• Is 2024 the year for value-based care? Successful organizations will have a strong and clear value proposition, explaining exactly how they approach delivery of care. The transition to risk-bearing models carries, well, risk. So, it will be important for providers to be clear about the financial pressures when positioning themselves in their markets. And how much progress has been made with non-traditional models of care such as hospital-at-home taking cost out of the system?
  • Will the shift to value spawn creative marriages between acute and non-acute providers? What are PE-backed organizations looking for in those partnerships and how are they structuring the collaboration? How does each type of organization achieve its highest and best while creating systems for others to step in and do the same?
  • How great is the interest in adopting AI in healthcare delivery? PE-backed and non-acute providers are often on the cutting edge of innovation, whether it’s novel models of care delivery or tech to streamline back-office processes. How far will artificial intelligence penetrate either, or both, of these areas? In addition, who will be joining big names like Intermountain Health and Cleveland Clinic – who will have representatives presenting on stage – to lead the charge, how will providers partner with Big Tech and, of course, how is the industry thinking about the risks now that we have a good year of AI under our belts?
  • How will investors and health services companies adjust the dial between same-store vs. acquisitive growth? With deal volume down last year, we observed a shift in focus toward same-store – maximizing each facility or practice or service line rather than bringing in new ones. Maximizing the success of every project, as it were. It’s not an either-or proposition, of course, so we’ll be listening to hear where the industry expects to find equilibrium.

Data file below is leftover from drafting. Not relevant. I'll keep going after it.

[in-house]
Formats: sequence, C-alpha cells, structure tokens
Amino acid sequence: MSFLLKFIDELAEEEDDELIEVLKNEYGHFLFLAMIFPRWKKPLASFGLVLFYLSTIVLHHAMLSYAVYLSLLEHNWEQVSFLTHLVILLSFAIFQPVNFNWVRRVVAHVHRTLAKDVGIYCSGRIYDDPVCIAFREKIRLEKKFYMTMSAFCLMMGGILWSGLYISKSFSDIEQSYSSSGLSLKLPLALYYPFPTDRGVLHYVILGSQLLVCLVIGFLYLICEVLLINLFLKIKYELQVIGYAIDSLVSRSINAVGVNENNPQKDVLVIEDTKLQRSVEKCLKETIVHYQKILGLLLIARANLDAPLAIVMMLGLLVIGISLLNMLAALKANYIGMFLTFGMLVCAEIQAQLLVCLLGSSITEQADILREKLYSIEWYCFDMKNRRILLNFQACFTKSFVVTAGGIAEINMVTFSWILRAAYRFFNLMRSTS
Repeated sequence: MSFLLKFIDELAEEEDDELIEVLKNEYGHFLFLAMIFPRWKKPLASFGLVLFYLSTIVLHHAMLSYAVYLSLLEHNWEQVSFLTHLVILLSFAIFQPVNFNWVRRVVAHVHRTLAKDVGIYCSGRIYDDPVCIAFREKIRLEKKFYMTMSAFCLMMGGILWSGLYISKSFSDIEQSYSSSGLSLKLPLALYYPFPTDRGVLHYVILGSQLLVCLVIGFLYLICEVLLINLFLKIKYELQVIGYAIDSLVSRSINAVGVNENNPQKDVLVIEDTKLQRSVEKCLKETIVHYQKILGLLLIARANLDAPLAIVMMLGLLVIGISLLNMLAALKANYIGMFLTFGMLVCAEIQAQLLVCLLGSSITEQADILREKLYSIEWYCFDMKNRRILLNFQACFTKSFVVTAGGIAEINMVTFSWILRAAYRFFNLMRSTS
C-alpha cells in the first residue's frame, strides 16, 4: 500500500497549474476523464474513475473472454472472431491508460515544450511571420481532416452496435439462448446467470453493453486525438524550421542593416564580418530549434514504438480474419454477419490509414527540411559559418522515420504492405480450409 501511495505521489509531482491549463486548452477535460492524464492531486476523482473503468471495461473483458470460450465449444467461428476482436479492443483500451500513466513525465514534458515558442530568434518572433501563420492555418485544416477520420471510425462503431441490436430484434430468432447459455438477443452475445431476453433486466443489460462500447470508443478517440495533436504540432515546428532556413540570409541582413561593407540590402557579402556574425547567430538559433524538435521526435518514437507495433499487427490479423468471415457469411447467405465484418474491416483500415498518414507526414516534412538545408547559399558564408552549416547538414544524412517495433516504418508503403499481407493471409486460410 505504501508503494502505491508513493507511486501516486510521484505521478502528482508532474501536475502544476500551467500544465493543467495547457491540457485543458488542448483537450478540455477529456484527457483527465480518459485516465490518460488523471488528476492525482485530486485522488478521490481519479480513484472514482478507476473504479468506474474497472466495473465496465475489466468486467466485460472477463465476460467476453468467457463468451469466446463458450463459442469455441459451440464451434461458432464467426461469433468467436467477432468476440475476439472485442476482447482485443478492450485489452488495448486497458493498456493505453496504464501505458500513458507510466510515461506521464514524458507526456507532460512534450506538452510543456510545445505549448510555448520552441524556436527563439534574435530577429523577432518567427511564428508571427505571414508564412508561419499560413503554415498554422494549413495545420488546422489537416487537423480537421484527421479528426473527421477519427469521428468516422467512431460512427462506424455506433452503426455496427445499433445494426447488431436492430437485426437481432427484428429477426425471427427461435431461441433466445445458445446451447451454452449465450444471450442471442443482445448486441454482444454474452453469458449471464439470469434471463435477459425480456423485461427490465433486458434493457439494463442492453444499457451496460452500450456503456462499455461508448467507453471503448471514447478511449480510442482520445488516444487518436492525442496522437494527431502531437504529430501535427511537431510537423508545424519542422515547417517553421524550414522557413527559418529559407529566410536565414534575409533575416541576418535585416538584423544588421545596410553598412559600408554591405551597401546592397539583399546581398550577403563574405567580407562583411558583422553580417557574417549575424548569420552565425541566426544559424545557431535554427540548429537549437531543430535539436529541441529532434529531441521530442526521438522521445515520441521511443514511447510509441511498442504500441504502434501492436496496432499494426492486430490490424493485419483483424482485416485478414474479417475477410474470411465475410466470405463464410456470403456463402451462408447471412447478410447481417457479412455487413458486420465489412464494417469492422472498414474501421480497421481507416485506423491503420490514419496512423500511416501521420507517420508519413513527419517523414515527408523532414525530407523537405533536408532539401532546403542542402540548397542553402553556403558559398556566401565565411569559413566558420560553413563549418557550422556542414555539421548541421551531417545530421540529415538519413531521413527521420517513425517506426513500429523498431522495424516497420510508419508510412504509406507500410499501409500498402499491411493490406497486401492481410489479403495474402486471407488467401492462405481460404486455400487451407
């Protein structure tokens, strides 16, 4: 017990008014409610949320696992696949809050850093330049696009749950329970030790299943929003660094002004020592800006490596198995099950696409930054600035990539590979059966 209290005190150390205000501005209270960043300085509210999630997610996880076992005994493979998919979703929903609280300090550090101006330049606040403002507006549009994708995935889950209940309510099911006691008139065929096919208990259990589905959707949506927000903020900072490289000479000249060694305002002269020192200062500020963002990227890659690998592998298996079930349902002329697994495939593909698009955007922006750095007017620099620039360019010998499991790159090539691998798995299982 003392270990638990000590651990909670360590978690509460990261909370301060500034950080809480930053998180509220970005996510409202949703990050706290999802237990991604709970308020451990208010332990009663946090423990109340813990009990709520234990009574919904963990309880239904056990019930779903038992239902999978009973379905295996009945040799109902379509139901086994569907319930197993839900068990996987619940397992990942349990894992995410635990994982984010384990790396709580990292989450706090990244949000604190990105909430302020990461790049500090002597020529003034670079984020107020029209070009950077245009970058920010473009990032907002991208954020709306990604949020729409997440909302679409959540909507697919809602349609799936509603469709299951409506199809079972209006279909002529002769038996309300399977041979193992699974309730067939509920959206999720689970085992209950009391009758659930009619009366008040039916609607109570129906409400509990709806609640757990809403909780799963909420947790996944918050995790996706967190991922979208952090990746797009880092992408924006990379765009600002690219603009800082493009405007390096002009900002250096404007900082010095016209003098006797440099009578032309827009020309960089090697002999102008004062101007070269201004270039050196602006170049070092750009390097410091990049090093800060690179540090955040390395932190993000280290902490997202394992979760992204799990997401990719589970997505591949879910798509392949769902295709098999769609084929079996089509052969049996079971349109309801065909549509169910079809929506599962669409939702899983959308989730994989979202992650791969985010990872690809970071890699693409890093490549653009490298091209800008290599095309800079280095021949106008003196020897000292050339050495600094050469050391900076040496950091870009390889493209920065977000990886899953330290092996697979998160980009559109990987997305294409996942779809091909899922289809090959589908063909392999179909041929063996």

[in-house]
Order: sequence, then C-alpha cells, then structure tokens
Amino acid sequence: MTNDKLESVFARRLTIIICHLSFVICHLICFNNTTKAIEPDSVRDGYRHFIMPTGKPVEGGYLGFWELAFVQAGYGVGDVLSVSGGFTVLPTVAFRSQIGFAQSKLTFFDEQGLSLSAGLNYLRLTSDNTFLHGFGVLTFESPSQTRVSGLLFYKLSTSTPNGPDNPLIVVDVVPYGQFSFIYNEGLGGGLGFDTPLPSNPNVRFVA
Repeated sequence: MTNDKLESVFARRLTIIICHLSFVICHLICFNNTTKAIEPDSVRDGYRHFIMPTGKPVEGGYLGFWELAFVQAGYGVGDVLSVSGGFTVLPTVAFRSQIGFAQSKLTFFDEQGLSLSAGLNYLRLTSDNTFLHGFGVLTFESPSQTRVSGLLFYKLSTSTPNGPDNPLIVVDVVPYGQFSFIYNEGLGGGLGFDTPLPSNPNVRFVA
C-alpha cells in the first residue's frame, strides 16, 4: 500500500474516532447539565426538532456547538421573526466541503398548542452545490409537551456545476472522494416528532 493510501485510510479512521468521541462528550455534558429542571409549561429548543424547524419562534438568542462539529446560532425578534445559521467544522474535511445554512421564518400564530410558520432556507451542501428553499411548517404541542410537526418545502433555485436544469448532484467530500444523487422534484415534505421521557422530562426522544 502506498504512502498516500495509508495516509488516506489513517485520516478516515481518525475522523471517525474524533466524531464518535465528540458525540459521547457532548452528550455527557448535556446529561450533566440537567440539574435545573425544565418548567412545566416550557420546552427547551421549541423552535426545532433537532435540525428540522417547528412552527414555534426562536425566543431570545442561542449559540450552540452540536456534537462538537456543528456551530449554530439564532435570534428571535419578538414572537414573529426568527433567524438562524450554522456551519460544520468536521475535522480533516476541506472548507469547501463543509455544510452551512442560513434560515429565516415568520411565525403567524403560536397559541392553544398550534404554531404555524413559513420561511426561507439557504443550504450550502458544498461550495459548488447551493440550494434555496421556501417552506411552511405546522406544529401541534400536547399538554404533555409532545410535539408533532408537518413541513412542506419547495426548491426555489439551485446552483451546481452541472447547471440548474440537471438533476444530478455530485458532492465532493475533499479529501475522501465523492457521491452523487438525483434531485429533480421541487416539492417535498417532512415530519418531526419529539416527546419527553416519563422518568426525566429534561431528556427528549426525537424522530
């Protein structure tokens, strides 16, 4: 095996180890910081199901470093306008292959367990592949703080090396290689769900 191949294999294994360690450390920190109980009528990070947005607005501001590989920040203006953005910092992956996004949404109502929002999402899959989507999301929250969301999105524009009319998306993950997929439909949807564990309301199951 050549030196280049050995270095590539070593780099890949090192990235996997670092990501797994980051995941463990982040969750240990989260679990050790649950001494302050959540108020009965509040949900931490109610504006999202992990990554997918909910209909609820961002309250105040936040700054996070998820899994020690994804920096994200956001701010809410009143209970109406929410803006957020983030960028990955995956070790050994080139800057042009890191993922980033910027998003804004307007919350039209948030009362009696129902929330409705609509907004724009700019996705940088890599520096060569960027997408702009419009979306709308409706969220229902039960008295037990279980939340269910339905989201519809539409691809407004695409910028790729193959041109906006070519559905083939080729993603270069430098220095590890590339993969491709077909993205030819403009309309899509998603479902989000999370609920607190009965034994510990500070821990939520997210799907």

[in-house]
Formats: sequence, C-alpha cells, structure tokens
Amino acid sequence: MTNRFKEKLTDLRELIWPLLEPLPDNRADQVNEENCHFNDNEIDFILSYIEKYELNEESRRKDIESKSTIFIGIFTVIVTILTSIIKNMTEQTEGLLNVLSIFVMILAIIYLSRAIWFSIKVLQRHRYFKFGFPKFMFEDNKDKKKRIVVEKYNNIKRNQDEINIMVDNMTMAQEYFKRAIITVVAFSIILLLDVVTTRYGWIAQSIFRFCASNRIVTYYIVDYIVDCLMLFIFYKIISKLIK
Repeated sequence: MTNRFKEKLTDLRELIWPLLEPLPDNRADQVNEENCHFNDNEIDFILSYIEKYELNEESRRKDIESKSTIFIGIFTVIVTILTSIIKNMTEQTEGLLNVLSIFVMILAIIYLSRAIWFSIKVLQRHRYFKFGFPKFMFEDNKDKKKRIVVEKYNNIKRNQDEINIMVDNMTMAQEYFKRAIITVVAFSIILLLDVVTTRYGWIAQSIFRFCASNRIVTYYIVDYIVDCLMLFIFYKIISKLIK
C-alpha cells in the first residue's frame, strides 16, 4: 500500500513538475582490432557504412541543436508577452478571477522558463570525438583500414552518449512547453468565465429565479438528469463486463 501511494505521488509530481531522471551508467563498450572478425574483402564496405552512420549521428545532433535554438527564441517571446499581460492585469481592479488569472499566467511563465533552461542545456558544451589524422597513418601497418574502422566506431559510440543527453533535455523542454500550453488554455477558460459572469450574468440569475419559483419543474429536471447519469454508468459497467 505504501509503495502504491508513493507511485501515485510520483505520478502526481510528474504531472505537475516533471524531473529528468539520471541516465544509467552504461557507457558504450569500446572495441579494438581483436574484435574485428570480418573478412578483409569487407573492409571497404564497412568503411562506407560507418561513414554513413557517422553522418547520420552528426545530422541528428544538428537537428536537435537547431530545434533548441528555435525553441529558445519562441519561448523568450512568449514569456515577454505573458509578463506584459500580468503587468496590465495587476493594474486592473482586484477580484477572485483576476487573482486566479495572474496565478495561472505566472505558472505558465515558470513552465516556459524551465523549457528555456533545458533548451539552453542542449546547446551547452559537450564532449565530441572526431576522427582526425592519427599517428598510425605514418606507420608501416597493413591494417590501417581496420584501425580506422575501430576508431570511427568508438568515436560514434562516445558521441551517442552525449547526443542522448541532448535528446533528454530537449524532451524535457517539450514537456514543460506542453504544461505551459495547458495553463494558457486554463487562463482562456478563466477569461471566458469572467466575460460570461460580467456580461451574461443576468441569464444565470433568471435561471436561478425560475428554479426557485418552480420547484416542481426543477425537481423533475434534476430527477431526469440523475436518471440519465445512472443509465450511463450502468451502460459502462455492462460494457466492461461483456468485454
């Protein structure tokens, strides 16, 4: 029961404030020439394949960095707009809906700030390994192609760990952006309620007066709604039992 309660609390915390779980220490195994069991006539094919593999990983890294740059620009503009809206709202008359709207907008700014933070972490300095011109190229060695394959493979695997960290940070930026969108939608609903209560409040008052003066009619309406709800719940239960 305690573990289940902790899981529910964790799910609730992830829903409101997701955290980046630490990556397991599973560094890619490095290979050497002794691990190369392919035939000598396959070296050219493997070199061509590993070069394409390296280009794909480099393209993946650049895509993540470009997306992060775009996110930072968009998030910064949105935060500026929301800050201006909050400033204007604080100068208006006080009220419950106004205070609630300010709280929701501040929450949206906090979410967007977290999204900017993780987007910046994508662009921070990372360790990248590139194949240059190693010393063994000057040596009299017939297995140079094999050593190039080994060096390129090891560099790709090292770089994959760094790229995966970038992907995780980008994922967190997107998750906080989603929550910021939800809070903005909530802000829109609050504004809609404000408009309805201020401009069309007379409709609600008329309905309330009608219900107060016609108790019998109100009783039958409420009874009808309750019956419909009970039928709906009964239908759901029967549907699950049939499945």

• Has culture evolved to a must vs. a nice-to-have? How much focus will there be on internal engagement, company culture and retention? How will that emphasis be turned outward into how the brand is portrayed externally, both for patients and potential employees? It’s about giving people within the organization every tool, opportunity and motivation for success and commitment to patient care.
  • How will investor-backed organizations address questions about the quality of their care? Do studies critical of PE’s role in healthcare indicate the need for a sector-wide response? Or does this simply come down to individual provider organizations providing excellent care?
  • Finally, if investor-backed organizations do all the above – extending their conversion to value-based care, ramping up integration of AI, turning inward and emphasizing culture and retention, how will all of it feed into improved quality of care and patient experience? And will that, in turn, help this sector of the industry respond to and address concerns that have come up or may in the future?
  • Bonus: What’s the deal with all of the cybersecurity incidents?

Stay tuned next week for a recap of all things conversation-worthy from the big confab. Or, at least a few takeaways. And do look for Jarrard leaders Hollie Adams and Ellis Metz if you happen to be in those crowded hallways.